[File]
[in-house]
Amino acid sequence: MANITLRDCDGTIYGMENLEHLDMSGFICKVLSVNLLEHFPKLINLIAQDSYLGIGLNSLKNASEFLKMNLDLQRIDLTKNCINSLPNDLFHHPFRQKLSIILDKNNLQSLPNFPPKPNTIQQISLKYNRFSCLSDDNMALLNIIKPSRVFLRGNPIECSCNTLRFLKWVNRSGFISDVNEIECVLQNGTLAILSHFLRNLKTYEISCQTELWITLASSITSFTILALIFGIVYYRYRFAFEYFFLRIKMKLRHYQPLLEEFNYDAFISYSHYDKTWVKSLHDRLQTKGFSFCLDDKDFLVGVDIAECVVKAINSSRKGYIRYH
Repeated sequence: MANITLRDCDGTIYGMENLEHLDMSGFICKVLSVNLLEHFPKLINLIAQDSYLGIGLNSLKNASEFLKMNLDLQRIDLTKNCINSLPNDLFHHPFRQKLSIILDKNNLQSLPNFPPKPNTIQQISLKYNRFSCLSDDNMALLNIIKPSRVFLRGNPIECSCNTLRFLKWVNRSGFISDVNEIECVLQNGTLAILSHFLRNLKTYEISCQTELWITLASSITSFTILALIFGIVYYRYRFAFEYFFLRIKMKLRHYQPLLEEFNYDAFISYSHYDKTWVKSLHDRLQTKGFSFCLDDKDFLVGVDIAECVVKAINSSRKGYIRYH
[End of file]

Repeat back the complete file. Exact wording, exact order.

[in-house]
Amino acid sequence: MANITLRDCDGTIYGMENLEHLDMSGFICKVLSVNLLEHFPKLINLIAQDSYLGIGLNSLKNASEFLKMNLDLQRIDLTKNCINSLPNDLFHHPFRQKLSIILDKNNLQSLPNFPPKPNTIQQISLKYNRFSCLSDDNMALLNIIKPSRVFLRGNPIECSCNTLRFLKWVNRSGFISDVNEIECVLQNGTLAILSHFLRNLKTYEISCQTELWITLASSITSFTILALIFGIVYYRYRFAFEYFFLRIKMKLRHYQPLLEEFNYDAFISYSHYDKTWVKSLHDRLQTKGFSFCLDDKDFLVGVDIAECVVKAINSSRKGYIRYH
Repeated sequence: MANITLRDCDGTIYGMENLEHLDMSGFICKVLSVNLLEHFPKLINLIAQDSYLGIGLNSLKNASEFLKMNLDLQRIDLTKNCINSLPNDLFHHPFRQKLSIILDKNNLQSLPNFPPKPNTIQQISLKYNRFSCLSDDNMALLNIIKPSRVFLRGNPIECSCNTLRFLKWVNRSGFISDVNEIECVLQNGTLAILSHFLRNLKTYEISCQTELWITLASSITSFTILALIFGIVYYRYRFAFEYFFLRIKMKLRHYQPLLEEFNYDAFISYSHYDKTWVKSLHDRLQTKGFSFCLDDKDFLVGVDIAECVVKAINSSRKGYIRYH